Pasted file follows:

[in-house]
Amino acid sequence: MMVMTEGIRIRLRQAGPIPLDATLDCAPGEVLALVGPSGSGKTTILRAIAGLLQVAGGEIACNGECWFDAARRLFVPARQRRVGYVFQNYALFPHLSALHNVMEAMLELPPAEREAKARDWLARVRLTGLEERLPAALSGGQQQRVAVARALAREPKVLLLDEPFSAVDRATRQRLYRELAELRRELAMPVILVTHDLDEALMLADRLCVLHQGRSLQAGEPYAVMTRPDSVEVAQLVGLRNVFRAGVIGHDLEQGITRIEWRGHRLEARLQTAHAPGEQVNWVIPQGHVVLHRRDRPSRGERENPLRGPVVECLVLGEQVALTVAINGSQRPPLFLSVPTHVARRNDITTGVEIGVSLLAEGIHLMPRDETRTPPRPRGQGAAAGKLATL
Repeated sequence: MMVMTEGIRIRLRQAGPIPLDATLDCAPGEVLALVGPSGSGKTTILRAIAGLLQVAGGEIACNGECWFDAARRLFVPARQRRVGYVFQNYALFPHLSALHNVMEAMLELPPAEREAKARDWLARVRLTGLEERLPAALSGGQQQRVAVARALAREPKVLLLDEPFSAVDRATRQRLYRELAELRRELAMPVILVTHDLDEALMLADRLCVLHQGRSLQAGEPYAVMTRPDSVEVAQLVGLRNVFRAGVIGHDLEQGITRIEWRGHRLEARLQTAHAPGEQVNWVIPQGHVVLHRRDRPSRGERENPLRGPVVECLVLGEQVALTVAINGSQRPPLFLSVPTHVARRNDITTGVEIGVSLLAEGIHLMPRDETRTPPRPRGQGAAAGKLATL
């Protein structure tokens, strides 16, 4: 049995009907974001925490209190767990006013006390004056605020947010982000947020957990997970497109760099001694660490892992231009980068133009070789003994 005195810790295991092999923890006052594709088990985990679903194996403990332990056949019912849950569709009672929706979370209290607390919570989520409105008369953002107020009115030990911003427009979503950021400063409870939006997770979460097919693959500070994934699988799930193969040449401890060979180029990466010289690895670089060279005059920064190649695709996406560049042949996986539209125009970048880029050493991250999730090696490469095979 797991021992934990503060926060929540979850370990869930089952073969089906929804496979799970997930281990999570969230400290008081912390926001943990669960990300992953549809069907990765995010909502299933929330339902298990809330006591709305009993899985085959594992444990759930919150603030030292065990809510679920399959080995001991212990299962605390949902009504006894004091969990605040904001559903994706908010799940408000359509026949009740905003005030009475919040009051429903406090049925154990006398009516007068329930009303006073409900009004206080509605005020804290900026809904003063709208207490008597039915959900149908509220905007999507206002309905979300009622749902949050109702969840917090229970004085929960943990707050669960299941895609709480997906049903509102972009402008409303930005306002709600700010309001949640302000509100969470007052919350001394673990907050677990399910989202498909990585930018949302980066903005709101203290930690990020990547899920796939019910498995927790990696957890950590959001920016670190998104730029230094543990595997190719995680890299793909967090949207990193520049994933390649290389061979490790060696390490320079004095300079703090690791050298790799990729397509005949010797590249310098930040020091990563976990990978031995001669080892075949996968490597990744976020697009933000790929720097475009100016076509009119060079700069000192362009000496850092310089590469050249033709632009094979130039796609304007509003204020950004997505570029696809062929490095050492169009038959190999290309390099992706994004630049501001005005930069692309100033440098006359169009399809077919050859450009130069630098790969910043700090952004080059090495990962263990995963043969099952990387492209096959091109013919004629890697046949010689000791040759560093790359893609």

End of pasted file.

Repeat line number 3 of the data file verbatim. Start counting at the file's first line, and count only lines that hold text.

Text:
Repeated sequence: MMVMTEGIRIRLRQAGPIPLDATLDCAPGEVLALVGPSGSGKTTILRAIAGLLQVAGGEIACNGECWFDAARRLFVPARQRRVGYVFQNYALFPHLSALHNVMEAMLELPPAEREAKARDWLARVRLTGLEERLPAALSGGQQQRVAVARALAREPKVLLLDEPFSAVDRATRQRLYRELAELRRELAMPVILVTHDLDEALMLADRLCVLHQGRSLQAGEPYAVMTRPDSVEVAQLVGLRNVFRAGVIGHDLEQGITRIEWRGHRLEARLQTAHAPGEQVNWVIPQGHVVLHRRDRPSRGERENPLRGPVVECLVLGEQVALTVAINGSQRPPLFLSVPTHVARRNDITTGVEIGVSLLAEGIHLMPRDETRTPPRPRGQGAAAGKLATL